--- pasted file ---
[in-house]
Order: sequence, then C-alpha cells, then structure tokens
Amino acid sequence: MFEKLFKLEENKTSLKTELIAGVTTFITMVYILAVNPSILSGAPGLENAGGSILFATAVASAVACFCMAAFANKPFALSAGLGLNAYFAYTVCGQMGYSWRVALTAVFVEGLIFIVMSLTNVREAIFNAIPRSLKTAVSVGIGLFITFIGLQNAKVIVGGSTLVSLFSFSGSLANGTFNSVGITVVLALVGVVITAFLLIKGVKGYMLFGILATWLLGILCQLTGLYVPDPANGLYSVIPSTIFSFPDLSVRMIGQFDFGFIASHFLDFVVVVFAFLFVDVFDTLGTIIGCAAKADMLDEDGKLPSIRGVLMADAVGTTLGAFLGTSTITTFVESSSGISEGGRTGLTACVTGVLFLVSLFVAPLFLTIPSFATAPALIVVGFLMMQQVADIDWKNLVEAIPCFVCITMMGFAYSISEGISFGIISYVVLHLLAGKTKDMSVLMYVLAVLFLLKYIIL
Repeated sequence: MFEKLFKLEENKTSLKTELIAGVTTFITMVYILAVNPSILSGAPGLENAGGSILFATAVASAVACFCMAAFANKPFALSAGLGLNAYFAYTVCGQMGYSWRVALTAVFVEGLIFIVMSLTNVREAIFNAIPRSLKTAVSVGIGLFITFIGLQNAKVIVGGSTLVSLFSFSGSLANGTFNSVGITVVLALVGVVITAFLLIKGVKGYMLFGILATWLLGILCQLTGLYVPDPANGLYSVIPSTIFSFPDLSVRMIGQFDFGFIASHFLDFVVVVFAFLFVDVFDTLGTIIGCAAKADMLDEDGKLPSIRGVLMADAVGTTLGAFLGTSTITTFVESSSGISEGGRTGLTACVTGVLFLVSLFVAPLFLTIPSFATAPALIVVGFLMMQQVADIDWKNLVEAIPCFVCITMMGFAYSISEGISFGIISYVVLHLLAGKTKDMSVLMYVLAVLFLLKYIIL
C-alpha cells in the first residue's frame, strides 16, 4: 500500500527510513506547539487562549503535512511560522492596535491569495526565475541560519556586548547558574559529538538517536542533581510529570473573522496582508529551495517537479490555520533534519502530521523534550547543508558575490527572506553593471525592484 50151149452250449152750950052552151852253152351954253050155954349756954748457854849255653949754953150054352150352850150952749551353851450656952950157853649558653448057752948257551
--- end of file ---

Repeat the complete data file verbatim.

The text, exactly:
[in-house]
Order: sequence, then C-alpha cells, then structure tokens
Amino acid sequence: MFEKLFKLEENKTSLKTELIAGVTTFITMVYILAVNPSILSGAPGLENAGGSILFATAVASAVACFCMAAFANKPFALSAGLGLNAYFAYTVCGQMGYSWRVALTAVFVEGLIFIVMSLTNVREAIFNAIPRSLKTAVSVGIGLFITFIGLQNAKVIVGGSTLVSLFSFSGSLANGTFNSVGITVVLALVGVVITAFLLIKGVKGYMLFGILATWLLGILCQLTGLYVPDPANGLYSVIPSTIFSFPDLSVRMIGQFDFGFIASHFLDFVVVVFAFLFVDVFDTLGTIIGCAAKADMLDEDGKLPSIRGVLMADAVGTTLGAFLGTSTITTFVESSSGISEGGRTGLTACVTGVLFLVSLFVAPLFLTIPSFATAPALIVVGFLMMQQVADIDWKNLVEAIPCFVCITMMGFAYSISEGISFGIISYVVLHLLAGKTKDMSVLMYVLAVLFLLKYIIL
Repeated sequence: MFEKLFKLEENKTSLKTELIAGVTTFITMVYILAVNPSILSGAPGLENAGGSILFATAVASAVACFCMAAFANKPFALSAGLGLNAYFAYTVCGQMGYSWRVALTAVFVEGLIFIVMSLTNVREAIFNAIPRSLKTAVSVGIGLFITFIGLQNAKVIVGGSTLVSLFSFSGSLANGTFNSVGITVVLALVGVVITAFLLIKGVKGYMLFGILATWLLGILCQLTGLYVPDPANGLYSVIPSTIFSFPDLSVRMIGQFDFGFIASHFLDFVVVVFAFLFVDVFDTLGTIIGCAAKADMLDEDGKLPSIRGVLMADAVGTTLGAFLGTSTITTFVESSSGISEGGRTGLTACVTGVLFLVSLFVAPLFLTIPSFATAPALIVVGFLMMQQVADIDWKNLVEAIPCFVCITMMGFAYSISEGISFGIISYVVLHLLAGKTKDMSVLMYVLAVLFLLKYIIL
C-alpha cells in the first residue's frame, strides 16, 4: 500500500527510513506547539487562549503535512511560522492596535491569495526565475541560519556586548547558574559529538538517536542533581510529570473573522496582508529551495517537479490555520533534519502530521523534550547543508558575490527572506553593471525592484 50151149452250449152750950052552151852253152351954253050155954349756954748457854849255653949754953150054352150352850150952749551353851450656952950157853649558653448057752948257551